The Week In Video Part XLXIV

Tuesday, September 9 2014
The Week In Video Part XLXIV

Our latest look at current and forthcoming releases, with an eye on their trade potential…

You can say what you like about Seth Rogen and his merry band of stoners, but you can’t fault Universal’s campaign for its new release Bad Neighbours, starring Rogen, who’s taking on Zac Efron when the pair end up living next door. The in-store execution is particularly smart – a standee featuring topless teen idol Efron, encouraging all kinds of selfie and social media activity. Meanwhile, the public is showing no sign of falling out of love with the kind of red band comedy espoused by the likes of Seth Rogen, Judd Apatow and their coterie of comics, writers and directors, such as Nicholas Stoller, who’s worked with Rogen and his ilk before. The only difference between Rogen now and his earlier outings is he’s now starring in the kind of roles he used to play sidekick too: the dad rather than the mate who refuses to grow up. He’s still plying the same, admittedly amusing, schtick though – look, he’s farting! now he’s smoking weed! and he’s definitely punching above his weight when it comes to women. Given Rogen and co’s continued success – both at the box office and in the home entertainment sector – there’s no reason to see why this commercial outing won’t perform, especially given Universal’s strong support at store level and above the line.

Where Apatow and Rogen now rule, once there were Amy Heckerling and Alicia Silverstone, queens of the teen comedy, thanks to the seminal Clueless, now almost 20 years old. The duo are reunited for Vamps, from Metrodome, which boasts an impeccable cast. As well as Silverstone, it also stars Krysten Ritter, from Breaking Bad, as the pair of vampires living in New York, as well as an impeccable supporting cast, including Sigourney Weaver and Dan Stevens. The latter is now a star in the making, thanks to the likes of The Guest and his presence here offers a chance to cash in on his recent meteoric rise. It’s one of those films that has been hanging around for a while – it was reportedly being filmed as long as four years ago. It still seems fresh and, as we always maintain, if you’ve not seen it before, who cares? It doesn’t always hit the mark, but it’s a cracking cast and Heckerling can still land the odd knockout blow. It’s nothing if not watchable, plays slightly older than Clueless and has potential.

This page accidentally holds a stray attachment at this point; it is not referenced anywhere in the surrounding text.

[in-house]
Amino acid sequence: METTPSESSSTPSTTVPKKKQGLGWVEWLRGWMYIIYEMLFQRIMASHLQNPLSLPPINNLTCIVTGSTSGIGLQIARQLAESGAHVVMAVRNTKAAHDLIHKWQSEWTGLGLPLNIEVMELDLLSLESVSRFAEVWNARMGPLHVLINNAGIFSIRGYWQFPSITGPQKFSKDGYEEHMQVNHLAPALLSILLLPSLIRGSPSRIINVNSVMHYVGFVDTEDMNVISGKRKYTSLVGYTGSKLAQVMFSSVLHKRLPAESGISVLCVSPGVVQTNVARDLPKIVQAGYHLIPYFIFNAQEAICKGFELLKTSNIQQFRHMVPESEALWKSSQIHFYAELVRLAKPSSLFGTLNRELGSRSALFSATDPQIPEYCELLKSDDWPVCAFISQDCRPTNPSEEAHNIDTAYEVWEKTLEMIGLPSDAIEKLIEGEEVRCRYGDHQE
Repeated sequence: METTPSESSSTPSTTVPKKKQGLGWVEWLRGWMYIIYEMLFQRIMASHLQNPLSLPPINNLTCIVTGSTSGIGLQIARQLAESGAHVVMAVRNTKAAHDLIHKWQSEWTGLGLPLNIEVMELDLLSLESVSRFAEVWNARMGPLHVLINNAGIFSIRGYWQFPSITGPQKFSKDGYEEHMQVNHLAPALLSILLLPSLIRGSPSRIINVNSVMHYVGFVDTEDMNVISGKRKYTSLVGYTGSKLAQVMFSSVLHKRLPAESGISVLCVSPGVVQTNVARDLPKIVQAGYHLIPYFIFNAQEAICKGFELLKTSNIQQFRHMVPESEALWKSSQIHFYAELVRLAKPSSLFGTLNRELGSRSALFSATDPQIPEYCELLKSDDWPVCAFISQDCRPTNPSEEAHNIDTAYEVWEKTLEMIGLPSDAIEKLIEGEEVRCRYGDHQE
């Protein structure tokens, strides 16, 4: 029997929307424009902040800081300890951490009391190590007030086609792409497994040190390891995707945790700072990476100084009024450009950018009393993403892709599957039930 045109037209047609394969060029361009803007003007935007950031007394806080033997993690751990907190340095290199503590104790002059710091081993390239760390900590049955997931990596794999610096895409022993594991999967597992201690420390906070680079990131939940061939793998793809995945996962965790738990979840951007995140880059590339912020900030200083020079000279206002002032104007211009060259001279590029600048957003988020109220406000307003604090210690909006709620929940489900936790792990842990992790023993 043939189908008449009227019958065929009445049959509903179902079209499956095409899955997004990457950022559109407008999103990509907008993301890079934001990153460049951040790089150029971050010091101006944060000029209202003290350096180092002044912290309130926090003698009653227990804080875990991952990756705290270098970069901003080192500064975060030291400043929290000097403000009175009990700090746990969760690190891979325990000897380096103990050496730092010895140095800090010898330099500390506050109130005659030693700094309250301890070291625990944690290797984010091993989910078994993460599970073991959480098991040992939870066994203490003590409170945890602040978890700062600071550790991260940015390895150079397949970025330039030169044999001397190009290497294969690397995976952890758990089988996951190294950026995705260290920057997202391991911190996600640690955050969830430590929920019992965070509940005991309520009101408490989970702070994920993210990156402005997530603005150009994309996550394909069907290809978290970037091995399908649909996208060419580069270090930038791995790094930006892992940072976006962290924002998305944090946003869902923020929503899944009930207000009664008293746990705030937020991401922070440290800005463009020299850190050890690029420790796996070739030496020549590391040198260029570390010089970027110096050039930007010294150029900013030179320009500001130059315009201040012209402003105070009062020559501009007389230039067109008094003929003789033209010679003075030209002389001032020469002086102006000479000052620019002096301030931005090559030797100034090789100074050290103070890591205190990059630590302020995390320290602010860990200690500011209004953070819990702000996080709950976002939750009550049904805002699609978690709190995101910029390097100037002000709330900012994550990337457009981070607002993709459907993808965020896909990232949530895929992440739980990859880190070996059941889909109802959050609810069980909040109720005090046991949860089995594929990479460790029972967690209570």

Just released from Lionsgate is possible one of the most violent films we’ve seen this year, Killers. It boasts a strong sleeve and comes from SE Asia, with the added bonus of boasting the involvement of The Raid 2 helmer Gareth Evans, giving it the perfect opportunity to cash in on the post-Raid boom. It’s not quite as action-packed as Evans’ own outings, but what it lacks in quantity it makes up for in sheer unpleasantness. Lionsgate has dressed it up very nicely and with these kind of credentials, it shouldn’t struggle. Word of mouth should kick in after it’s been out for a while too.

Another international collaborative effort, shot in and around Gibraltar, no less, is The Informant (Kaleidoscope), a French language, with a smatter of English, tale, also featuring Spanish, Moroccan and other bad guys, all involved in the murky world of smuggling, flitting between southern Europe, north Africa and elsewhere around the Mediterranean and beyond. It falls into that kind of post A Prophet kind of foreign language space; not what you’d necessarily call art house or world cinema, but enough of a stylish thriller to fall into that space occupied by A Prophet. What’s more, it boasts the involvement of some of the team from that successful outing, as well as another French thriller, the excellent two-parter Mesrine. The odd-English language moment should help draw in a wider audience too.